Paper No. 01-2005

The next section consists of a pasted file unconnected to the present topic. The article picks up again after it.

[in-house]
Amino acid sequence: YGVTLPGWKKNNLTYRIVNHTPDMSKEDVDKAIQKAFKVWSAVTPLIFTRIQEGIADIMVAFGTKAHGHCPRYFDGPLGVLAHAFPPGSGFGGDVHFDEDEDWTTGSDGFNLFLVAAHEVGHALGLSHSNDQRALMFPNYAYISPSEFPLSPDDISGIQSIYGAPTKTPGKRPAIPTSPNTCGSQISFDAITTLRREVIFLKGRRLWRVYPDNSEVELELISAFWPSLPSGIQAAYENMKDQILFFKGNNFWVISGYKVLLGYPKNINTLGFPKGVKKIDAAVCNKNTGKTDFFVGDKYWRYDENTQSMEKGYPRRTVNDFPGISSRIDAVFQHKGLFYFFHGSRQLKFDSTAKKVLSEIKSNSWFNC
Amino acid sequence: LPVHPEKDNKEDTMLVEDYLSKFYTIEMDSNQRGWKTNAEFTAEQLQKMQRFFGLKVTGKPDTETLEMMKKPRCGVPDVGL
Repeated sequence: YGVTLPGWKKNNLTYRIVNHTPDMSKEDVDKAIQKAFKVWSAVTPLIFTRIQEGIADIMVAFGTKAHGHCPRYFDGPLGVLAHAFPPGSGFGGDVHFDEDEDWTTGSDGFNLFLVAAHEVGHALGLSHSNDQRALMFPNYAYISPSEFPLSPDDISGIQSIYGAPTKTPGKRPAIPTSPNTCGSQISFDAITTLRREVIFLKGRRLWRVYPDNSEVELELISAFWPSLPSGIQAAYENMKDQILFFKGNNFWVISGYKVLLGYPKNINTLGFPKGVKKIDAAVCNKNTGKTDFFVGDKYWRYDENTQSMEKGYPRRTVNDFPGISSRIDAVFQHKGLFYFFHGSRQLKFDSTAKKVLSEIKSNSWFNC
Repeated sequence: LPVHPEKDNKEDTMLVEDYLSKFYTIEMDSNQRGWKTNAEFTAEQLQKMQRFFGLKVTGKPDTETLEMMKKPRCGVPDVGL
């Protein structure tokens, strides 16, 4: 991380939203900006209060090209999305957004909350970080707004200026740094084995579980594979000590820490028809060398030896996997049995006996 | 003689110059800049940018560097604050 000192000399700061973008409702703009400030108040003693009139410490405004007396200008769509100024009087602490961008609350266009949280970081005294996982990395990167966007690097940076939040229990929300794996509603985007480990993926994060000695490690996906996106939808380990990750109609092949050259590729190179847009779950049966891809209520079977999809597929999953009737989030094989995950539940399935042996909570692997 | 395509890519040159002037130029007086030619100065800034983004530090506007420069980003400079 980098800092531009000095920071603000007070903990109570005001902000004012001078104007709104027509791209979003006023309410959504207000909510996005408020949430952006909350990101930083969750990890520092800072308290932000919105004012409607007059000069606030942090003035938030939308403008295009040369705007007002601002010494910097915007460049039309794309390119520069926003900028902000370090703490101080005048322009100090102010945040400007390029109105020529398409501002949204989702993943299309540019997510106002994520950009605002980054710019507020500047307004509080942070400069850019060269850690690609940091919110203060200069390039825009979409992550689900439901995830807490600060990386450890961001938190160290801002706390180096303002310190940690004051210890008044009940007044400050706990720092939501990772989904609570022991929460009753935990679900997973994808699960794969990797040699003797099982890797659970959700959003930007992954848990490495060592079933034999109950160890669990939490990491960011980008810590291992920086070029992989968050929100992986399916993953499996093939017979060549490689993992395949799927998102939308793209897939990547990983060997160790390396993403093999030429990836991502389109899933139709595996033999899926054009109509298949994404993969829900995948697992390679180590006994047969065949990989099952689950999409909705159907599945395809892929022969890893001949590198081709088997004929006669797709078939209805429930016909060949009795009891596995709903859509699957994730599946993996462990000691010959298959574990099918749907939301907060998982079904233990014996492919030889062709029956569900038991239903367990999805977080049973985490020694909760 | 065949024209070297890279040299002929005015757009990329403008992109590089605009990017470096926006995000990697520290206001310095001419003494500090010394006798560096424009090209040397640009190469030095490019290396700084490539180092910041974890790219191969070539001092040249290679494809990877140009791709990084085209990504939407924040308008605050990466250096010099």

What forces have shaped our nations employment and remuneration record so far? Where is Singapores unemployment rate headed? What should policy-makers do about it? These are the questions tackled in this paper. It is shown that based on our historical experience, it would be necessary to achieve an annual real GDP growth rate of 7.1 percent in order to keep the unemployment rate unchanged. Moreover, a one-percentage point shortfall of the real GDP growth rate below 7.1 percent in any given year results in a rise in the unemployment rate of 0.12 percentage points over the previous year. Consequently, if the economy is able to generate at most 5 percent real GDP annual growth rate (the high end of the range of official medium-term projections of our economys growth rate, which is 3 to 5 percent), it would seem that the unemployment rate is set to rise from its current level based upon the historical relationship. Is there any reason, however, to believe that the Okuns Law relationship for a fast-developing country like ours might be expected to change once we have reached the status of a mature economy as we now have become? After all, in a mature economy like the US, the critical real GDP growth rate required to keep the unemployment rate steady is only 3 percent. It is likely that the Okuns Law relationship would indeed shift as the economy matures. As workers adjust their expectations to the reality that the economy has reached a new lower growth regime and they incorporate their revised growth expectations in their wage bargaining, the unemployment rate can remain steady despite slower growth. This steady structural rate of unemployment is, however, likely to be higher than in the past. In response to the worsened medium to long term outlook for the labor market, one is tempted to ask: Can anything be done by policy-makers to reduce the equilibrium rate of unemployment? I believe that reaching out for a weaker Singapore dollar in order to boost international competitiveness, and so to boost aggregate demand and hence employment, or reaching out for budgetary deficits as a direct means to boost aggregate demand is unlikely to have a lasting effect on the structural rate of unemployment. Instead that it would be better to consider policies aimed directly at influencing equilibrium unemployment. One proposal is to introduce an employment subsidy scheme aimed particularly at low-skilled workers, which has the effect of increasing job creation directly. Increased effort to create a business-friendly environment to encourage new start-ups by ensuring minimal red tape and enabling relatively easy financing for them will also work to increase the pace of job creation. Finally, the work of the Workforce Development Agency aimed at retraining low-skilled and older workers to meet the skills demand of new jobs and then matching them to firms offering the job vacancies should help somewhat in bringing down the structural rate of unemployment as our small geographical area works to our advantage when it comes to job-matching.